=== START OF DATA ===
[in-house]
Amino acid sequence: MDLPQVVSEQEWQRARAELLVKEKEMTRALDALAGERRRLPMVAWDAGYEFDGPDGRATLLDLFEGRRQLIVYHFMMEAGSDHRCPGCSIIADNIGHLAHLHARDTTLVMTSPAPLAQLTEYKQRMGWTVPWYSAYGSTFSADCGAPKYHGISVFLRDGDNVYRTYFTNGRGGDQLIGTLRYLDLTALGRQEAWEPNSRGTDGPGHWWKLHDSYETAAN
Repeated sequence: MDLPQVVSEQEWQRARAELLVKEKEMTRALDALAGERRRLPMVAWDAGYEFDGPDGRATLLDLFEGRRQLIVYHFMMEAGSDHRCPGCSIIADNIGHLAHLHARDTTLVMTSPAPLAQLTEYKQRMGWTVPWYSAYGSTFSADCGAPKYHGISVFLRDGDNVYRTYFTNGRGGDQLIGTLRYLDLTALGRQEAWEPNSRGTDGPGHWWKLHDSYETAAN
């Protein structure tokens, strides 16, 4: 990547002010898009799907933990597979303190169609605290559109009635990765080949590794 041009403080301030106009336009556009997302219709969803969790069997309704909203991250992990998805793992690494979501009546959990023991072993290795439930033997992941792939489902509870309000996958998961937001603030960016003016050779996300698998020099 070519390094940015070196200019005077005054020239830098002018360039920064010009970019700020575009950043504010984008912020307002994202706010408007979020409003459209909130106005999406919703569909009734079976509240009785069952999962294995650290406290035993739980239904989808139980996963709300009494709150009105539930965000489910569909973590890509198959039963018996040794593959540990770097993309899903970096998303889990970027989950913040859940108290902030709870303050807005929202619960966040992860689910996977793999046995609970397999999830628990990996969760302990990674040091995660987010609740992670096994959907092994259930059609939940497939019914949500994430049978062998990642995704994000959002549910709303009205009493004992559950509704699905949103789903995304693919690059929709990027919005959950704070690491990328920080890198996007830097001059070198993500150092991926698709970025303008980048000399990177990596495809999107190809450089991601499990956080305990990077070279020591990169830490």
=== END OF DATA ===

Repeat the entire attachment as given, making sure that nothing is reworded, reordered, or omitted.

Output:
[in-house]
Amino acid sequence: MDLPQVVSEQEWQRARAELLVKEKEMTRALDALAGERRRLPMVAWDAGYEFDGPDGRATLLDLFEGRRQLIVYHFMMEAGSDHRCPGCSIIADNIGHLAHLHARDTTLVMTSPAPLAQLTEYKQRMGWTVPWYSAYGSTFSADCGAPKYHGISVFLRDGDNVYRTYFTNGRGGDQLIGTLRYLDLTALGRQEAWEPNSRGTDGPGHWWKLHDSYETAAN
Repeated sequence: MDLPQVVSEQEWQRARAELLVKEKEMTRALDALAGERRRLPMVAWDAGYEFDGPDGRATLLDLFEGRRQLIVYHFMMEAGSDHRCPGCSIIADNIGHLAHLHARDTTLVMTSPAPLAQLTEYKQRMGWTVPWYSAYGSTFSADCGAPKYHGISVFLRDGDNVYRTYFTNGRGGDQLIGTLRYLDLTALGRQEAWEPNSRGTDGPGHWWKLHDSYETAAN
């Protein structure tokens, strides 16, 4: 990547002010898009799907933990597979303190169609605290559109009635990765080949590794 041009403080301030106009336009556009997302219709969803969790069997309704909203991250992990998805793992690494979501009546959990023991072993290795439930033997992941792939489902509870309000996958998961937001603030960016003016050779996300698998020099 070519390094940015070196200019005077005054020239830098002018360039920064010009970019700020575009950043504010984008912020307002994202706010408007979020409003459209909130106005999406919703569909009734079976509240009785069952999962294995650290406290035993739980239904989808139980996963709300009494709150009105539930965000489910569909973590890509198959039963018996040794593959540990770097993309899903970096998303889990970027989950913040859940108290902030709870303050807005929202619960966040992860689910996977793999046995609970397999999830628990990996969760302990990674040091995660987010609740992670096994959907092994259930059609939940497939019914949500994430049978062998990642995704994000959002549910709303009205009493004992559950509704699905949103789903995304693919690059929709990027919005959950704070690491990328920080890198996007830097001059070198993500150092991926698709970025303008980048000399990177990596495809999107190809450089991601499990956080305990990077070279020591990169830490």